A driving gear 52 is integrally formed on the crankshaft 27 at a location closer to the side cover 26 of the crankcase 22, and a driven gear 53 meshed with the driving gear 52 is secured to a camshaft 54 rotatably carried in the crankcase 22 and having an axis parallel to the crankshaft 27. Thus, a rotating power from the crankshaft 27 is transmitted to the camshaft 4 at a reduction ratio of 1/2 by the driving gear 52 and the driven gear 53 meshed with each other.

The camshaft 54 is provided with an intake cam 55 and an exhaust cam 56 corresponding to the intake valve 43 and the exhaust valve 44, respectively, and a follower piece 57 operably carried on the cylinder block 23 is in sliding contact with the intake cam 55. On the other hand, an operating chamber 58 is defined in the cylinder block 23 and the cylinder head 24, so that an upper portion of the follower piece 57 protrudes from a lower portion of the operating chamber 58; and a pushrod 59 is disposed in the operating chamber 58 with its lower end abutting against the follower piece 57. On the other hand, a rocker arm 60 is swingably carried on the cylinder head 24 with its one end abutting against an upper end of the exhaust valve 44 biased in a closing direction by a spring, and an upper end of the pushrod 59 abuts against the other end of the rocker arm 60. Thus, the pushrod 59 is operated axially in response to the rotation of the intake cam 55, and the intake valve 43 is opened and closed by the swinging of the rocker arm 60 caused in response to the operation of the pushrod 59.

A mechanism similar to that between the intake cam 55 and the intake valve 43 is also interposed between the exhaust cam 56 and the exhaust valve 44, so that the exhaust valve 44 is opened and closed in response to the rotation of the exhaust cam 56.

Referring also to FIG. 4, the piston 38, the crankshaft 27 and a movable eccentric shaft 61 carried in the crankcase 22 of the engine body 21 for displacement in a plane extending through a cylinder axis C and perpendicular to an axis of the crankshaft 27, are connected to one another through a link mechanism 62.

The link mechanism 62 comprises a connecting rod 64 connected at one end to the piston 38 through a piston pin 63, a first arm 66 turnably connected at one end to the other end of the connecting rod 64 and at the other end to a crankpin 65 of the crankshaft 27, a second arm 67 integrally connected at one end to the other end of the first arm 66, and a control rod 69 turnably connected at one end to the other end of the second arm 67 and at other end to the movable eccentric shaft 61. The first and second arms 66 and 67 are integrally formed as a subsidiary rod 68.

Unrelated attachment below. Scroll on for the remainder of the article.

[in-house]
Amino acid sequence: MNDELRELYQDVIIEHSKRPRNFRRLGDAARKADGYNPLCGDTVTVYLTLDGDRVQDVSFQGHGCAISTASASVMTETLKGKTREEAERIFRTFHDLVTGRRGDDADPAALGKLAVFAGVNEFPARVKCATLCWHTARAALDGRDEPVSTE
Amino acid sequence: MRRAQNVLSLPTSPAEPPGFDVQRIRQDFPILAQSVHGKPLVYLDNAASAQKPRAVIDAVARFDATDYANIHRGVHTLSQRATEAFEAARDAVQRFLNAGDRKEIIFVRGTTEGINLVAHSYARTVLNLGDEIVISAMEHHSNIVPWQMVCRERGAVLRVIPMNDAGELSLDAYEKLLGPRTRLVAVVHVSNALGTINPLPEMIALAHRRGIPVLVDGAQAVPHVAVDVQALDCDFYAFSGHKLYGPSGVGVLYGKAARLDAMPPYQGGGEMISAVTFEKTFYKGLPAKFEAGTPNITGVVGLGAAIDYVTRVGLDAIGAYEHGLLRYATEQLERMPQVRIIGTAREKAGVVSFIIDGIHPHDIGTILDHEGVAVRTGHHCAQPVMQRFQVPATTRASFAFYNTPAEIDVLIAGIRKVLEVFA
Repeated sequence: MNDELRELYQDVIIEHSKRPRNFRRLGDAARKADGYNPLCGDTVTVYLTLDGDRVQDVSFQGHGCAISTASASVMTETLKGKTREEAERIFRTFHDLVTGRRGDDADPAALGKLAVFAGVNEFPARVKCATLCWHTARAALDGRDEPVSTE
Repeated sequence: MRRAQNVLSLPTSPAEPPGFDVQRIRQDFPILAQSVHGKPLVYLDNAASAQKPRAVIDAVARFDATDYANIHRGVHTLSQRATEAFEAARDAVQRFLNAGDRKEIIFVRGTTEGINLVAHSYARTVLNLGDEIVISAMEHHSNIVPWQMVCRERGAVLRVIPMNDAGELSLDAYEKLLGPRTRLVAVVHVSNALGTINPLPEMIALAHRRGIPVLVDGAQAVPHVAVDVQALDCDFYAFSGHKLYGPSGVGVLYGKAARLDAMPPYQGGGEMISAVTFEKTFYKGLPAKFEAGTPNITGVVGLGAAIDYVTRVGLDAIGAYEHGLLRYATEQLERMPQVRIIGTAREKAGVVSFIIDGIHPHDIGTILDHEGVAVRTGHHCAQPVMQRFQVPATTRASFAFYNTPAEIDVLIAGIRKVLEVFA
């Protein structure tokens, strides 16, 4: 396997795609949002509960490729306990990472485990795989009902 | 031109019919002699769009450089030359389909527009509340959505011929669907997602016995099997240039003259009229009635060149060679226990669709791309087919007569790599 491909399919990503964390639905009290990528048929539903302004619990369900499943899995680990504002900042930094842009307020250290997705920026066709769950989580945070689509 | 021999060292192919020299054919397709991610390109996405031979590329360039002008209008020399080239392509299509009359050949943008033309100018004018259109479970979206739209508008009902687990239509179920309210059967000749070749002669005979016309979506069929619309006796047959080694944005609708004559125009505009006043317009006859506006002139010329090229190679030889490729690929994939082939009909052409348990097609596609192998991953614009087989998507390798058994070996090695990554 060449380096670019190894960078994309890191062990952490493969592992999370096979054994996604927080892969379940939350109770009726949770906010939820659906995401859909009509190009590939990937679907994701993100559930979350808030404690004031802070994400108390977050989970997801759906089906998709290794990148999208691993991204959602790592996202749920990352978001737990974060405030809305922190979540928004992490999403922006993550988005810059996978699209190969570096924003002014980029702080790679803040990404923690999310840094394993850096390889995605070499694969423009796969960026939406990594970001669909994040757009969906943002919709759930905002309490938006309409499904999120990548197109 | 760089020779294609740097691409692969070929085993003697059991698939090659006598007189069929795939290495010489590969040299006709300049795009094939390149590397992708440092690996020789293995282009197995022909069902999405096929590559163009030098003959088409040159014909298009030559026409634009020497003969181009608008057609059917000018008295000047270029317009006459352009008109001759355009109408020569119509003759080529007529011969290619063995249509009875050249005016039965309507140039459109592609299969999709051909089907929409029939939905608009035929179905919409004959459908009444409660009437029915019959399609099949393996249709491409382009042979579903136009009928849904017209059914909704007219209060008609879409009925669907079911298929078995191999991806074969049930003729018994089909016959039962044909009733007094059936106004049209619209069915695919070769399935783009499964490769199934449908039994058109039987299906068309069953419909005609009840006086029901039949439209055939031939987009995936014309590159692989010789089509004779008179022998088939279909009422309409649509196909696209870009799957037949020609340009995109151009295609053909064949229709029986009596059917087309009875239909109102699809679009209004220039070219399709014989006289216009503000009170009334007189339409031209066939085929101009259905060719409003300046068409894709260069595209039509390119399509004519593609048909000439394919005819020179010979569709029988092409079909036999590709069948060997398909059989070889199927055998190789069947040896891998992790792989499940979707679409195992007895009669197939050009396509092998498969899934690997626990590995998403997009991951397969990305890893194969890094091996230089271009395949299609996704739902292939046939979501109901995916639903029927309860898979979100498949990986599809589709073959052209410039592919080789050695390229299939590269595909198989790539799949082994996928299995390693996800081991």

The subsidiary rod 68 includes a semi-circular first bearing portion 70 provided at its intermediate portion to come into sliding contact with half of a periphery of the crankpin 65, and a pair of bifurcated portions 71 and 72 provided at its opposite ends, so that the other end of the connecting rod 64 and one end of the control rod 69 are sandwiched therebetween. A semicircular second bearing portion 74 included in the crank cap 73 is in sliding contact with the remaining half of the periphery of the crankpin 65 of the crankshaft 27, and the crank cap 73 is fastened to the subsidiary rod 68.

The connecting rod 64 is turnably connected at the other end thereof to one end of the subsidiary rod 68, i.e., to one end of the first arm 66 through a connecting rod pin 75, which is press-fitted into the other end of the connecting rod 64 inserted into the bifurcated portion 71 at one end of the subsidiary rod 68 and which is turnably fitted at its opposite ends into the bifurcated portion 71 at the one end of the subsidiary rod 68.